120 Representative Documents: Incentive Programs
A Library Initiative to Provide Access to Affordable Educational Resources
A significant factor in college affordability is the price of textbooks and supplies. According to a
national survey conducted by SPARC, 95% of students worry that forgoing a textbook will
impact their grade, 65% of students report not buying a textbook due to costs, and 48% report
that the costs of textbooks determines the amount of classes they will take.
Open Educational Resources present a unique solution to the problems surrounding high
textbook costs. Open Educational Resources are teaching and learning materials that have
been published online under an open license granting everyone permission to freely and legally
access, download and redistribute files, produce hard copies of the material, tailor the material,
mix multiple OERs to create new works and keep and use copies of the material forever.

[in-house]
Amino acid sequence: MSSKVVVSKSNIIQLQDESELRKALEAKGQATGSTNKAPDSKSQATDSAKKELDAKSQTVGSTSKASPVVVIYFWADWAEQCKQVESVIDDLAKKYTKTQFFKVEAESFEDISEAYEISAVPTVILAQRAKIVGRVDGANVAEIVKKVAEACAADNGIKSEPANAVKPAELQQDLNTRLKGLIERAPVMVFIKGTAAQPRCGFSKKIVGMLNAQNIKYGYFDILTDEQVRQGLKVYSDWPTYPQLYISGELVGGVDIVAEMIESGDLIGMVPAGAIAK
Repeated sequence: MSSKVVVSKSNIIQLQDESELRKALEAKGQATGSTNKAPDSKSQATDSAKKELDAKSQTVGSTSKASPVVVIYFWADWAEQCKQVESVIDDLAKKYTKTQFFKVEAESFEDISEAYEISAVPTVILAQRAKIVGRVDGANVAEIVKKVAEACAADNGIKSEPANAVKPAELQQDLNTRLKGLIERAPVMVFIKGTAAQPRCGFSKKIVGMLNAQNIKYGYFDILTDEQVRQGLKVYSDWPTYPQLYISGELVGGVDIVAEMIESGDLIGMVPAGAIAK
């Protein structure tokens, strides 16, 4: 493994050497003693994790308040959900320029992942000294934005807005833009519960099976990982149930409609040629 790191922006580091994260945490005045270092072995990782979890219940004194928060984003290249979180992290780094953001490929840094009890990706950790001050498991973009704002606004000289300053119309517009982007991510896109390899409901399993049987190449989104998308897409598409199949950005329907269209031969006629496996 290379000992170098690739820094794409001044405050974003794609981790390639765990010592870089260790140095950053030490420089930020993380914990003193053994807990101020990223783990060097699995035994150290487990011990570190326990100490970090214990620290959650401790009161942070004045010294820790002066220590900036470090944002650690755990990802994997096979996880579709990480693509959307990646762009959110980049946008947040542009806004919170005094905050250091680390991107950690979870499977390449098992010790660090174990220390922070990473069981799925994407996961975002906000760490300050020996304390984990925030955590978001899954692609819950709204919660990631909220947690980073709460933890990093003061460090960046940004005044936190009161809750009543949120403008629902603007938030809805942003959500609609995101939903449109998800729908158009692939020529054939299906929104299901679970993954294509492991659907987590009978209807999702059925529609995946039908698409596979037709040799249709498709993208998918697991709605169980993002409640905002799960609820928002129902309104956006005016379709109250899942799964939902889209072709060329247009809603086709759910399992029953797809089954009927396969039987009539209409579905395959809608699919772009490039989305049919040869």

Students and faculty would have an affordable option to support their learning and research.
According to case studies and research conducted by both the University of Minnesota and Rice
University, faculty who have reviewed open educational resources have a 90% adoption rate of
the materials. Faculty choosing to adopt these materials can save the students they teach
hundreds of dollars.
The University Libraries will budget $2000 to fund four $500 grants for faculty to commit to using
an OER or library-licensed resource in place of a traditional textbook. This grant would be given
to professors based on the following criteria:
The professor must attend a library workshop on OER
The professor must submit a syllabus showing their usage of an OER or library-licensed
resource for a future course
The professor must complete two follow up surveys within the year after the award is
Long Term Goals
We hope this program increases faculty awareness of open educational resources and leads to
the increase of adoptions of these resources at our university to save our student body money,
promote student success, and increase faculty openness of research, learning, and teaching
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